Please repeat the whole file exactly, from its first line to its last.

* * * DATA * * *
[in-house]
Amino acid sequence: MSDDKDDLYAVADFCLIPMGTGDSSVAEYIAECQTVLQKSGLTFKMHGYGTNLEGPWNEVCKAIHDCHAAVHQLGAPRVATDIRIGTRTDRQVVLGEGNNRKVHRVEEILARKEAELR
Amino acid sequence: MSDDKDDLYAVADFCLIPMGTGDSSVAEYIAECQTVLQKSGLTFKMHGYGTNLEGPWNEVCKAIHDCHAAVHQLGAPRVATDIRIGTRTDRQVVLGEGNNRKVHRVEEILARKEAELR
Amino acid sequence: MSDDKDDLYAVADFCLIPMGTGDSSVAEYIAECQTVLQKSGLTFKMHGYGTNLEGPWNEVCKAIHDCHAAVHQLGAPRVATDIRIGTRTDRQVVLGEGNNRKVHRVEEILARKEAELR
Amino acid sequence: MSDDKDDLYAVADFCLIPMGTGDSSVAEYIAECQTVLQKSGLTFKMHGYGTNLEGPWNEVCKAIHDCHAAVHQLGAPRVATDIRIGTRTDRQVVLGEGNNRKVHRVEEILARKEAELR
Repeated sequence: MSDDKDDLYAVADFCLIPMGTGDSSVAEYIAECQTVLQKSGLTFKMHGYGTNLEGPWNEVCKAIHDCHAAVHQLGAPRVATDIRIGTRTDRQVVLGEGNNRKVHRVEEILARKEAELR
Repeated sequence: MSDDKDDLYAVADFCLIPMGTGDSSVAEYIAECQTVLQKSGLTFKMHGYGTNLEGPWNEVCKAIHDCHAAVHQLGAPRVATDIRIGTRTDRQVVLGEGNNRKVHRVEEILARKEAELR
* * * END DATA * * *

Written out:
[in-house]
Amino acid sequence: MSDDKDDLYAVADFCLIPMGTGDSSVAEYIAECQTVLQKSGLTFKMHGYGTNLEGPWNEVCKAIHDCHAAVHQLGAPRVATDIRIGTRTDRQVVLGEGNNRKVHRVEEILARKEAELR
Amino acid sequence: MSDDKDDLYAVADFCLIPMGTGDSSVAEYIAECQTVLQKSGLTFKMHGYGTNLEGPWNEVCKAIHDCHAAVHQLGAPRVATDIRIGTRTDRQVVLGEGNNRKVHRVEEILARKEAELR
Amino acid sequence: MSDDKDDLYAVADFCLIPMGTGDSSVAEYIAECQTVLQKSGLTFKMHGYGTNLEGPWNEVCKAIHDCHAAVHQLGAPRVATDIRIGTRTDRQVVLGEGNNRKVHRVEEILARKEAELR
Amino acid sequence: MSDDKDDLYAVADFCLIPMGTGDSSVAEYIAECQTVLQKSGLTFKMHGYGTNLEGPWNEVCKAIHDCHAAVHQLGAPRVATDIRIGTRTDRQVVLGEGNNRKVHRVEEILARKEAELR
Repeated sequence: MSDDKDDLYAVADFCLIPMGTGDSSVAEYIAECQTVLQKSGLTFKMHGYGTNLEGPWNEVCKAIHDCHAAVHQLGAPRVATDIRIGTRTDRQVVLGEGNNRKVHRVEEILARKEAELR
Repeated sequence: MSDDKDDLYAVADFCLIPMGTGDSSVAEYIAECQTVLQKSGLTFKMHGYGTNLEGPWNEVCKAIHDCHAAVHQLGAPRVATDIRIGTRTDRQVVLGEGNNRKVHRVEEILARKEAELR